Pressure ulcers are commonly encountered in patients admitted to hospital and those in long-term care facilities.
Older people, and all patients with limited mobility or impaired sensation, are at particular risk.
Pressure damage most commonly occurs over bony prominences but can develop on any part of the body subjected to sustained localized pressure.
Pressure damage varies from small superficial lesions to extensive wounds with bony involvement that contain a mass of necrotic tissue.
Prevention is better than cure; all patients at risk of sustaining pressure damage should be assessed and provided with appropriate pressure-reducing strategies. Using support surfaces, repositioning the patient, optimizing nutritional status, and moisturizing sacral skin are appropriate strategies to prevent pressure ulcers.
Management of pressure ulcers is determined by the location and condition or severity of the wound. Wounds should be managed in accordance with wound care practices or policies.
Pressure ulcers have been defined by the National Pressure Ulcer Advisory Panel and the European Pressure Ulcer Advisory Panel as localized injury to the skin and/or underlying tissue usually over a bony prominence, as a result of pressure or of pressure in combination with shear.
Pressure ulcers most commonly occur over bony prominences but can develop on any part of the body, including mucosal surfaces. They may be small, superficial wounds or blisters involving only epidermal elements or larger (sometimes massive) wounds, often covered or filled with necrotic tissue and involving deeper tissues, including fascia, muscle, or bone.
History and exam
- use of nonpressure-relieving support surface
- localized skin changes on areas subjected to pressure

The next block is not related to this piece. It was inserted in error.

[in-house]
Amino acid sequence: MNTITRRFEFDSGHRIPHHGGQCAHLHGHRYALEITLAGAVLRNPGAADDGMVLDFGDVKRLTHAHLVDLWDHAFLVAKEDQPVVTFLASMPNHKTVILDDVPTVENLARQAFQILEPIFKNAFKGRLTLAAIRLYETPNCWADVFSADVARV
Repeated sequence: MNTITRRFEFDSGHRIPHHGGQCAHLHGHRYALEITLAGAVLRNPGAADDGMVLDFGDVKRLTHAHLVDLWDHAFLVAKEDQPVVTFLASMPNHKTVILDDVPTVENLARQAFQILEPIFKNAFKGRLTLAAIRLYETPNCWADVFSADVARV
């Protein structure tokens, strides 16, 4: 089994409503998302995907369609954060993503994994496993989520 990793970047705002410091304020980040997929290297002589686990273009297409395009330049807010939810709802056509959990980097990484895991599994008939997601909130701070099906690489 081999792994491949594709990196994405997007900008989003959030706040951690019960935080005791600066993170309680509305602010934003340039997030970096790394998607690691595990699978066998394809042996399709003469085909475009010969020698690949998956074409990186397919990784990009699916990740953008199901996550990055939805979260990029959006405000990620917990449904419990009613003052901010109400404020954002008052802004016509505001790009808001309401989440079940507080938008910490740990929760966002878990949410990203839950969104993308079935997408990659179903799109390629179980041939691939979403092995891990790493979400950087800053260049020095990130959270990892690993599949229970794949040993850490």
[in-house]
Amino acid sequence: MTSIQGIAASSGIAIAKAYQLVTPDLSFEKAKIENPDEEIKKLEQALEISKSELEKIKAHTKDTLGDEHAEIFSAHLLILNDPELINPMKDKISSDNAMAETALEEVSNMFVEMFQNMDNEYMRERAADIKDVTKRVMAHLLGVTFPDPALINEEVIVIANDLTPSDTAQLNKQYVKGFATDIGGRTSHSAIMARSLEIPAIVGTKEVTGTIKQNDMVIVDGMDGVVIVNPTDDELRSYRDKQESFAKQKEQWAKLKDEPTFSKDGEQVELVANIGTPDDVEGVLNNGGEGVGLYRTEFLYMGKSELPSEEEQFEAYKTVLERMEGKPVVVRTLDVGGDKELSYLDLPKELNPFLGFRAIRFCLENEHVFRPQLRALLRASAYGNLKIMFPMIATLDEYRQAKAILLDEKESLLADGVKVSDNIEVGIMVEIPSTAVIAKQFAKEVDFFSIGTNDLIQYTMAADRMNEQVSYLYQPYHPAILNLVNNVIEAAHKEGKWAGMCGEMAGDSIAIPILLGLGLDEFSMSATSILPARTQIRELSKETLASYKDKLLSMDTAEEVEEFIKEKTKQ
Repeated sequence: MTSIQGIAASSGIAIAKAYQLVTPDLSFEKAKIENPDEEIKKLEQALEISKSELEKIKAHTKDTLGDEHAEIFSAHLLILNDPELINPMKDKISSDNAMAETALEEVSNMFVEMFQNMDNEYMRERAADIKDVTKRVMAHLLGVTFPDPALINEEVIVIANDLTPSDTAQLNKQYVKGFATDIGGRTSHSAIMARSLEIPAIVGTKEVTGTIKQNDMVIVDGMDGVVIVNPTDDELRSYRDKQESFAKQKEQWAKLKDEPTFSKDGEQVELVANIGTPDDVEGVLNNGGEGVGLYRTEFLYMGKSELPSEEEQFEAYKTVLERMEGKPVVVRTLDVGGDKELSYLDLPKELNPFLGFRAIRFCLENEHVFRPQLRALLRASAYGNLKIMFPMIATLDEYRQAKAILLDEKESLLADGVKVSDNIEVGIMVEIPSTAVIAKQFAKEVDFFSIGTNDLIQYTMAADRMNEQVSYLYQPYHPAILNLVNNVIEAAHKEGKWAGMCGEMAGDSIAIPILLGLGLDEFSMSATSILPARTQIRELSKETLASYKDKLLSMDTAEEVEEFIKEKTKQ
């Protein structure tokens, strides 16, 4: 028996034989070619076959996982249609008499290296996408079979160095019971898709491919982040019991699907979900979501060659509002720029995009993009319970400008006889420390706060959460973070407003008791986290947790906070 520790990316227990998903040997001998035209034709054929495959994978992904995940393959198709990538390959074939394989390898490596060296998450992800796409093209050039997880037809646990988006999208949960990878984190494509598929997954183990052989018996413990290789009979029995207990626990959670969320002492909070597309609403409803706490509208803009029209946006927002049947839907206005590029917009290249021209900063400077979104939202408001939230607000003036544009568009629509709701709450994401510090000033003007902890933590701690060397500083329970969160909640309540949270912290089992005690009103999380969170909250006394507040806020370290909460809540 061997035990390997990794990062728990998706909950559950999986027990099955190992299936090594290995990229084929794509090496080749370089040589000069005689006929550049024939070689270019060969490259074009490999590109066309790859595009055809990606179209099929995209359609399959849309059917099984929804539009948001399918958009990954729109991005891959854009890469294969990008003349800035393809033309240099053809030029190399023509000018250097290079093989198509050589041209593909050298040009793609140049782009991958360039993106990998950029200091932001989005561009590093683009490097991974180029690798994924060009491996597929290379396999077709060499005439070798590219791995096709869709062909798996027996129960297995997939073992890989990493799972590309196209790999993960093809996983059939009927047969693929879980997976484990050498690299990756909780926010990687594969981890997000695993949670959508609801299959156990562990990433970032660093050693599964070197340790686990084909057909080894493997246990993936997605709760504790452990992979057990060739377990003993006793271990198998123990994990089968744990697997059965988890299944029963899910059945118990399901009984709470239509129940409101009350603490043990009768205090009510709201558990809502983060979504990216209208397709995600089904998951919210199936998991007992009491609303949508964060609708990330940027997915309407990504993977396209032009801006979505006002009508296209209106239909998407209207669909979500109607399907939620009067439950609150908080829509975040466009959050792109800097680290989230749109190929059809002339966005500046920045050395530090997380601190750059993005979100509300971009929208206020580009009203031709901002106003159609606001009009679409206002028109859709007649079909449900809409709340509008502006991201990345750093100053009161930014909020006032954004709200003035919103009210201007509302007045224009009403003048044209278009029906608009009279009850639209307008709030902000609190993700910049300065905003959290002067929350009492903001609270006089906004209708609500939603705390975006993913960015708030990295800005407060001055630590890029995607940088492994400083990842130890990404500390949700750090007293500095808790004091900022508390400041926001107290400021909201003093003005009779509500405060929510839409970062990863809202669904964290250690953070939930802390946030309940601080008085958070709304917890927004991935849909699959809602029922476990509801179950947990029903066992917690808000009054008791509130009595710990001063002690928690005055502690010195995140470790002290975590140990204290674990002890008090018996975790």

- shallow open wound or tissue loss on areas subjected to pressure
- a full-thickness wound on areas subjected to pressure with or without undermining (tunneling)
- a full-thickness wound with involvement of major tissues on areas subjected to pressure with or without undermining (tunneling)
- localized tenderness and warmth around area of wound
- increased exudate and/or foul odor
Professor of Health Policy and Management
Boston University School of Public Health
Director of the Center for Health Quality, Outcomes, and Economic Research
DRB declares that he has no competing interests.
Dr Dan R. Berlowitz would like to gratefully acknowledge Dr Madhuri Reddy and Dr Stephen Thomas, the previous contributors to this monograph. MR is the author of a number of references cited in this monograph. ST declares that he has no competing interests.
Assistant Professor of Medicine
David Geffen School of Medicine at UCLA
JD declares that she has no competing interests.
Sub Dean of Innovation & Engagement
Head of Section of Wound Healing
School of Medicine
KH has worked in the area of wound healing for many years and has helped establish and sustain a section of wound healing in a university medical school. The school is entirely self-funded and receives funding from a wide range of commercial concerns in addition to the NHS and grant-giving bodies. The funding is provided to the University rather than to KH personally, and this funding is used to provide sustainability for a wide range of individuals employed within this section.
Use of this content is subject to our disclaimer